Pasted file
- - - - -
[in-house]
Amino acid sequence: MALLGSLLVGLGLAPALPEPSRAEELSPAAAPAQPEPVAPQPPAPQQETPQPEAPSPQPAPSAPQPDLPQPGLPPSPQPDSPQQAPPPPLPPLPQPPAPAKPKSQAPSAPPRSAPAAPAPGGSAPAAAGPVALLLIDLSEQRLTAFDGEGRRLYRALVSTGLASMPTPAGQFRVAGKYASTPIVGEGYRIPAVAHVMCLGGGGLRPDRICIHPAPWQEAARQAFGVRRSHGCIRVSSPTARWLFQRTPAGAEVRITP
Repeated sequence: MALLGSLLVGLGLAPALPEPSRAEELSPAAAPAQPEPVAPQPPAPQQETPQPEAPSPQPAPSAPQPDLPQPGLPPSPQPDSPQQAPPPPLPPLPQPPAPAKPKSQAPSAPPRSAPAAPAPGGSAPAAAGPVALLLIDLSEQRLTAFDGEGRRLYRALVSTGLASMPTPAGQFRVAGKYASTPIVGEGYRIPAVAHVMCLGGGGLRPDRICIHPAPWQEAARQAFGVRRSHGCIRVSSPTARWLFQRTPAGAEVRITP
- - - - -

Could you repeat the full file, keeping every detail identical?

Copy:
[in-house]
Amino acid sequence: MALLGSLLVGLGLAPALPEPSRAEELSPAAAPAQPEPVAPQPPAPQQETPQPEAPSPQPAPSAPQPDLPQPGLPPSPQPDSPQQAPPPPLPPLPQPPAPAKPKSQAPSAPPRSAPAAPAPGGSAPAAAGPVALLLIDLSEQRLTAFDGEGRRLYRALVSTGLASMPTPAGQFRVAGKYASTPIVGEGYRIPAVAHVMCLGGGGLRPDRICIHPAPWQEAARQAFGVRRSHGCIRVSSPTARWLFQRTPAGAEVRITP
Repeated sequence: MALLGSLLVGLGLAPALPEPSRAEELSPAAAPAQPEPVAPQPPAPQQETPQPEAPSPQPAPSAPQPDLPQPGLPPSPQPDSPQQAPPPPLPPLPQPPAPAKPKSQAPSAPPRSAPAAPAPGGSAPAAAGPVALLLIDLSEQRLTAFDGEGRRLYRALVSTGLASMPTPAGQFRVAGKYASTPIVGEGYRIPAVAHVMCLGGGGLRPDRICIHPAPWQEAARQAFGVRRSHGCIRVSSPTARWLFQRTPAGAEVRITP